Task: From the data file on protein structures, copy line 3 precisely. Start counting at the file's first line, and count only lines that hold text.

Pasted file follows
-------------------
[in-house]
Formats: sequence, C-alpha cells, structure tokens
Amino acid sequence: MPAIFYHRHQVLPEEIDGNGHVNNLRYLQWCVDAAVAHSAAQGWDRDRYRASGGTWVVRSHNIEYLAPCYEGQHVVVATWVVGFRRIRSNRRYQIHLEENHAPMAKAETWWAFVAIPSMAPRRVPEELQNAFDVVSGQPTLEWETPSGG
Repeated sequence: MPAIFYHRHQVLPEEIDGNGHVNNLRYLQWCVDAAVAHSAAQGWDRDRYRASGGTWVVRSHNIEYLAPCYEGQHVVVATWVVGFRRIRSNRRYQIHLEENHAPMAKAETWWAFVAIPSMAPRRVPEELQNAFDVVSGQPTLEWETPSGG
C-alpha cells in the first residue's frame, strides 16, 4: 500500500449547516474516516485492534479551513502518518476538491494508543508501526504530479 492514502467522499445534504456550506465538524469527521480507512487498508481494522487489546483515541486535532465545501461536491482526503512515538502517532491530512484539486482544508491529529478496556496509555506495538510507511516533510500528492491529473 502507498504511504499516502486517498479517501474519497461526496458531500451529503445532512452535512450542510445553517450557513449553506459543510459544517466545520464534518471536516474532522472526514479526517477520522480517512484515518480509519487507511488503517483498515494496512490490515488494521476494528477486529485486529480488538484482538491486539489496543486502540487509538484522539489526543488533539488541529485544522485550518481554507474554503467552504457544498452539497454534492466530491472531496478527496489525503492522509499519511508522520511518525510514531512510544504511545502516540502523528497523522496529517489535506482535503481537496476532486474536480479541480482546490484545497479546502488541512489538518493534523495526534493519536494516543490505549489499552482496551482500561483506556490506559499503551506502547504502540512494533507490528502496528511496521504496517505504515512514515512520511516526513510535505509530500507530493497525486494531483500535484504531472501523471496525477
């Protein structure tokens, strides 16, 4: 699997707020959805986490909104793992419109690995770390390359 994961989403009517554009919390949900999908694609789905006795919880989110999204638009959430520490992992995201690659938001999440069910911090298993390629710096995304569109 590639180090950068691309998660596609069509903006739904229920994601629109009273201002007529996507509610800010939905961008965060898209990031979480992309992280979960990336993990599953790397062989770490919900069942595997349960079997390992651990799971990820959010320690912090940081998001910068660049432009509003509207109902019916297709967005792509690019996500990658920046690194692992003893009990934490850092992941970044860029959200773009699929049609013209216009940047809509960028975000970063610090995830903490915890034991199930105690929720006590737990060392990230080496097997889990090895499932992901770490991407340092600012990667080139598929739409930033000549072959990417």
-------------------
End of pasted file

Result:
Amino acid sequence: MPAIFYHRHQVLPEEIDGNGHVNNLRYLQWCVDAAVAHSAAQGWDRDRYRASGGTWVVRSHNIEYLAPCYEGQHVVVATWVVGFRRIRSNRRYQIHLEENHAPMAKAETWWAFVAIPSMAPRRVPEELQNAFDVVSGQPTLEWETPSGG